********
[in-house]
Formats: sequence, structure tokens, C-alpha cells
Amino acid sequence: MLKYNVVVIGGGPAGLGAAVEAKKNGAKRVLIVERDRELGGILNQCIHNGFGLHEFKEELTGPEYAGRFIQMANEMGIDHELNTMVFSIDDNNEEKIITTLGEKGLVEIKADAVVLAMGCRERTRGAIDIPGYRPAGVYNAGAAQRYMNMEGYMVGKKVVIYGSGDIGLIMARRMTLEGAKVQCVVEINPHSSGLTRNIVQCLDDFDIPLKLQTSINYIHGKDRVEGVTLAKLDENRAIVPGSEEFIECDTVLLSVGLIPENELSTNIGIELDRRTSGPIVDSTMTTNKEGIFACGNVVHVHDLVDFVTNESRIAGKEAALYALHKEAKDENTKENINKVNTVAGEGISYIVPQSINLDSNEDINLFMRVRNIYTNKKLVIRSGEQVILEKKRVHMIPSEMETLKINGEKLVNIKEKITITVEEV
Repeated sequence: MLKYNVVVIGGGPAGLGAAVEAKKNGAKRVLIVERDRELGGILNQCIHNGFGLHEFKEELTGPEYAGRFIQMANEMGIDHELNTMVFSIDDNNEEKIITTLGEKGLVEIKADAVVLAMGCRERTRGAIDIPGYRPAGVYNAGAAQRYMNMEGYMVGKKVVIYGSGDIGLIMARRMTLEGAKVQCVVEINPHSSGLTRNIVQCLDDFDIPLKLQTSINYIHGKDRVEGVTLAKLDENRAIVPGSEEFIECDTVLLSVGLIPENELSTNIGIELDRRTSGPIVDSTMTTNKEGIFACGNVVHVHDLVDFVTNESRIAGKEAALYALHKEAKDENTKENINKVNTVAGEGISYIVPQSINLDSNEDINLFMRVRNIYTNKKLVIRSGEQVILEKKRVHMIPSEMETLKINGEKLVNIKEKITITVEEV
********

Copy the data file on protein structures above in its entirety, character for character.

[in-house]
Formats: sequence, structure tokens, C-alpha cells
Amino acid sequence: MLKYNVVVIGGGPAGLGAAVEAKKNGAKRVLIVERDRELGGILNQCIHNGFGLHEFKEELTGPEYAGRFIQMANEMGIDHELNTMVFSIDDNNEEKIITTLGEKGLVEIKADAVVLAMGCRERTRGAIDIPGYRPAGVYNAGAAQRYMNMEGYMVGKKVVIYGSGDIGLIMARRMTLEGAKVQCVVEINPHSSGLTRNIVQCLDDFDIPLKLQTSINYIHGKDRVEGVTLAKLDENRAIVPGSEEFIECDTVLLSVGLIPENELSTNIGIELDRRTSGPIVDSTMTTNKEGIFACGNVVHVHDLVDFVTNESRIAGKEAALYALHKEAKDENTKENINKVNTVAGEGISYIVPQSINLDSNEDINLFMRVRNIYTNKKLVIRSGEQVILEKKRVHMIPSEMETLKINGEKLVNIKEKITITVEEV
Repeated sequence: MLKYNVVVIGGGPAGLGAAVEAKKNGAKRVLIVERDRELGGILNQCIHNGFGLHEFKEELTGPEYAGRFIQMANEMGIDHELNTMVFSIDDNNEEKIITTLGEKGLVEIKADAVVLAMGCRERTRGAIDIPGYRPAGVYNAGAAQRYMNMEGYMVGKKVVIYGSGDIGLIMARRMTLEGAKVQCVVEINPHSSGLTRNIVQCLDDFDIPLKLQTSINYIHGKDRVEGVTLAKLDENRAIVPGSEEFIECDTVLLSVGLIPENELSTNIGIELDRRTSGPIVDSTMTTNKEGIFACGNVVHVHDLVDFVTNESRIAGKEAALYALHKEAKDENTKENINKVNTVAGEGISYIVPQSINLDSNEDINLFMRVRNIYTNKKLVIRSGEQVILEKKRVHMIPSEMETLKINGEKLVNIKEKITITVEEV